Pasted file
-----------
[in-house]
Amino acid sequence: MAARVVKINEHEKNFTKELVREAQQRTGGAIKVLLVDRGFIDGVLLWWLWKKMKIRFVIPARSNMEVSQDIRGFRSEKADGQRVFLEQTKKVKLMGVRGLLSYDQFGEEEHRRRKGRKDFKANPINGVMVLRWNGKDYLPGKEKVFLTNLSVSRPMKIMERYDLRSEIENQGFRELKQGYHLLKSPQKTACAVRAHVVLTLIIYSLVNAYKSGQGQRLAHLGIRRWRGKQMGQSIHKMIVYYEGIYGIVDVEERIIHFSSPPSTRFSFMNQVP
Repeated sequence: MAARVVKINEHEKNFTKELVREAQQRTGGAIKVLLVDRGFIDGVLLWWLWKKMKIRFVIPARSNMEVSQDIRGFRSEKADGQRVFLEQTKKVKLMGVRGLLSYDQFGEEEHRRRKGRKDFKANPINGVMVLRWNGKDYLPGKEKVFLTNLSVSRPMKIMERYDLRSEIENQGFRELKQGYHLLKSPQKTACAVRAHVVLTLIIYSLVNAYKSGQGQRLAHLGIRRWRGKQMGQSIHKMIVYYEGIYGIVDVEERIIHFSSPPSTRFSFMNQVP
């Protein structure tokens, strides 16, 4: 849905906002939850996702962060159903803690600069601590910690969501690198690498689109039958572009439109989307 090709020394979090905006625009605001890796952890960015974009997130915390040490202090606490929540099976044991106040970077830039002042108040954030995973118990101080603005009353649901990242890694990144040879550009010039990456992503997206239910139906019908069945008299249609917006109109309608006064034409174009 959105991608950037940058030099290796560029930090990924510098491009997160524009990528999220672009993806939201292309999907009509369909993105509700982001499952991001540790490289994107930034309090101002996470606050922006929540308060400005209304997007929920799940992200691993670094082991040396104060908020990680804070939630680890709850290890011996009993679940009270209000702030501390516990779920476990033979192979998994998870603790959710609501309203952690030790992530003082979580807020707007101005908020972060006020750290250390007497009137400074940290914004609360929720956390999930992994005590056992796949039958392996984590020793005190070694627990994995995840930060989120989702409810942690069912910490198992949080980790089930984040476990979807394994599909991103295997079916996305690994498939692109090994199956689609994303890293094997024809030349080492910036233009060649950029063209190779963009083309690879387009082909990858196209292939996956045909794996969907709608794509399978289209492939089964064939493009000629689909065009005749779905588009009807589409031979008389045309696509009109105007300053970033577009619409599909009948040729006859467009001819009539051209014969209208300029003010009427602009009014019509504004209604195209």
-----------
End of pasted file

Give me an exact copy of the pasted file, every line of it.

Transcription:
[in-house]
Amino acid sequence: MAARVVKINEHEKNFTKELVREAQQRTGGAIKVLLVDRGFIDGVLLWWLWKKMKIRFVIPARSNMEVSQDIRGFRSEKADGQRVFLEQTKKVKLMGVRGLLSYDQFGEEEHRRRKGRKDFKANPINGVMVLRWNGKDYLPGKEKVFLTNLSVSRPMKIMERYDLRSEIENQGFRELKQGYHLLKSPQKTACAVRAHVVLTLIIYSLVNAYKSGQGQRLAHLGIRRWRGKQMGQSIHKMIVYYEGIYGIVDVEERIIHFSSPPSTRFSFMNQVP
Repeated sequence: MAARVVKINEHEKNFTKELVREAQQRTGGAIKVLLVDRGFIDGVLLWWLWKKMKIRFVIPARSNMEVSQDIRGFRSEKADGQRVFLEQTKKVKLMGVRGLLSYDQFGEEEHRRRKGRKDFKANPINGVMVLRWNGKDYLPGKEKVFLTNLSVSRPMKIMERYDLRSEIENQGFRELKQGYHLLKSPQKTACAVRAHVVLTLIIYSLVNAYKSGQGQRLAHLGIRRWRGKQMGQSIHKMIVYYEGIYGIVDVEERIIHFSSPPSTRFSFMNQVP
């Protein structure tokens, strides 16, 4: 849905906002939850996702962060159903803690600069601590910690969501690198690498689109039958572009439109989307 090709020394979090905006625009605001890796952890960015974009997130915390040490202090606490929540099976044991106040970077830039002042108040954030995973118990101080603005009353649901990242890694990144040879550009010039990456992503997206239910139906019908069945008299249609917006109109309608006064034409174009 959105991608950037940058030099290796560029930090990924510098491009997160524009990528999220672009993806939201292309999907009509369909993105509700982001499952991001540790490289994107930034309090101002996470606050922006929540308060400005209304997007929920799940992200691993670094082991040396104060908020990680804070939630680890709850290890011996009993679940009270209000702030501390516990779920476990033979192979998994998870603790959710609501309203952690030790992530003082979580807020707007101005908020972060006020750290250390007497009137400074940290914004609360929720956390999930992994005590056992796949039958392996984590020793005190070694627990994995995840930060989120989702409810942690069912910490198992949080980790089930984040476990979807394994599909991103295997079916996305690994498939692109090994199956689609994303890293094997024809030349080492910036233009060649950029063209190779963009083309690879387009082909990858196209292939996956045909794996969907709608794509399978289209492939089964064939493009000629689909065009005749779905588009009807589409031979008389045309696509009109105007300053970033577009619409599909009948040729006859467009001819009539051209014969209208300029003010009427602009009014019509504004209604195209």